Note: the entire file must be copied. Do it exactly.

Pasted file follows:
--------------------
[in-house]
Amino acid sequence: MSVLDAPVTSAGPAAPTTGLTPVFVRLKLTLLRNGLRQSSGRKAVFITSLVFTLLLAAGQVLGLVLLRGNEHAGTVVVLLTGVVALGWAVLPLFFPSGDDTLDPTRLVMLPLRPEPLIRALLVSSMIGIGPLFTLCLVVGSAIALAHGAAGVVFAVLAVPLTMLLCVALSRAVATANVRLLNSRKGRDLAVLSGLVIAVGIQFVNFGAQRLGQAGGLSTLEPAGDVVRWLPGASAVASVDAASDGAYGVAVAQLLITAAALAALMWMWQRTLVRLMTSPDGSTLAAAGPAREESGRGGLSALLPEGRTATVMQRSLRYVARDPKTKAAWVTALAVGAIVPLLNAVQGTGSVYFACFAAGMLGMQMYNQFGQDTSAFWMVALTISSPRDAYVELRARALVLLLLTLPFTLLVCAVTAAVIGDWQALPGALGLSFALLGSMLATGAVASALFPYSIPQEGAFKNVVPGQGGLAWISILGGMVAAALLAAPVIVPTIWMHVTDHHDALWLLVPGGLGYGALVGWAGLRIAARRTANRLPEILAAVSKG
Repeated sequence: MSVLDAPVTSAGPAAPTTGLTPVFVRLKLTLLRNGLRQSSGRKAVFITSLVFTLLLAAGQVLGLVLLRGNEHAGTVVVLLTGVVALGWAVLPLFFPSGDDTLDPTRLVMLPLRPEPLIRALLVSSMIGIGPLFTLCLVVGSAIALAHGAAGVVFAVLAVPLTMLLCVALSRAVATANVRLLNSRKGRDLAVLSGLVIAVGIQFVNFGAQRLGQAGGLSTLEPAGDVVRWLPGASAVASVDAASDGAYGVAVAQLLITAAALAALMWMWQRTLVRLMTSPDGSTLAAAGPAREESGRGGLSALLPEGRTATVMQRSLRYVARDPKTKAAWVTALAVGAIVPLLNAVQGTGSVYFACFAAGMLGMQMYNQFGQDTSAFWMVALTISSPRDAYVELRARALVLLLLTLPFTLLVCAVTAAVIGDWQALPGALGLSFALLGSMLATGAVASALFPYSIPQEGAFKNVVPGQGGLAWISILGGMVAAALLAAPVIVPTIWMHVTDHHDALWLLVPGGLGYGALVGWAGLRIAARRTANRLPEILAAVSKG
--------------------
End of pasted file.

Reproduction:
[in-house]
Amino acid sequence: MSVLDAPVTSAGPAAPTTGLTPVFVRLKLTLLRNGLRQSSGRKAVFITSLVFTLLLAAGQVLGLVLLRGNEHAGTVVVLLTGVVALGWAVLPLFFPSGDDTLDPTRLVMLPLRPEPLIRALLVSSMIGIGPLFTLCLVVGSAIALAHGAAGVVFAVLAVPLTMLLCVALSRAVATANVRLLNSRKGRDLAVLSGLVIAVGIQFVNFGAQRLGQAGGLSTLEPAGDVVRWLPGASAVASVDAASDGAYGVAVAQLLITAAALAALMWMWQRTLVRLMTSPDGSTLAAAGPAREESGRGGLSALLPEGRTATVMQRSLRYVARDPKTKAAWVTALAVGAIVPLLNAVQGTGSVYFACFAAGMLGMQMYNQFGQDTSAFWMVALTISSPRDAYVELRARALVLLLLTLPFTLLVCAVTAAVIGDWQALPGALGLSFALLGSMLATGAVASALFPYSIPQEGAFKNVVPGQGGLAWISILGGMVAAALLAAPVIVPTIWMHVTDHHDALWLLVPGGLGYGALVGWAGLRIAARRTANRLPEILAAVSKG
Repeated sequence: MSVLDAPVTSAGPAAPTTGLTPVFVRLKLTLLRNGLRQSSGRKAVFITSLVFTLLLAAGQVLGLVLLRGNEHAGTVVVLLTGVVALGWAVLPLFFPSGDDTLDPTRLVMLPLRPEPLIRALLVSSMIGIGPLFTLCLVVGSAIALAHGAAGVVFAVLAVPLTMLLCVALSRAVATANVRLLNSRKGRDLAVLSGLVIAVGIQFVNFGAQRLGQAGGLSTLEPAGDVVRWLPGASAVASVDAASDGAYGVAVAQLLITAAALAALMWMWQRTLVRLMTSPDGSTLAAAGPAREESGRGGLSALLPEGRTATVMQRSLRYVARDPKTKAAWVTALAVGAIVPLLNAVQGTGSVYFACFAAGMLGMQMYNQFGQDTSAFWMVALTISSPRDAYVELRARALVLLLLTLPFTLLVCAVTAAVIGDWQALPGALGLSFALLGSMLATGAVASALFPYSIPQEGAFKNVVPGQGGLAWISILGGMVAAALLAAPVIVPTIWMHVTDHHDALWLLVPGGLGYGALVGWAGLRIAARRTANRLPEILAAVSKG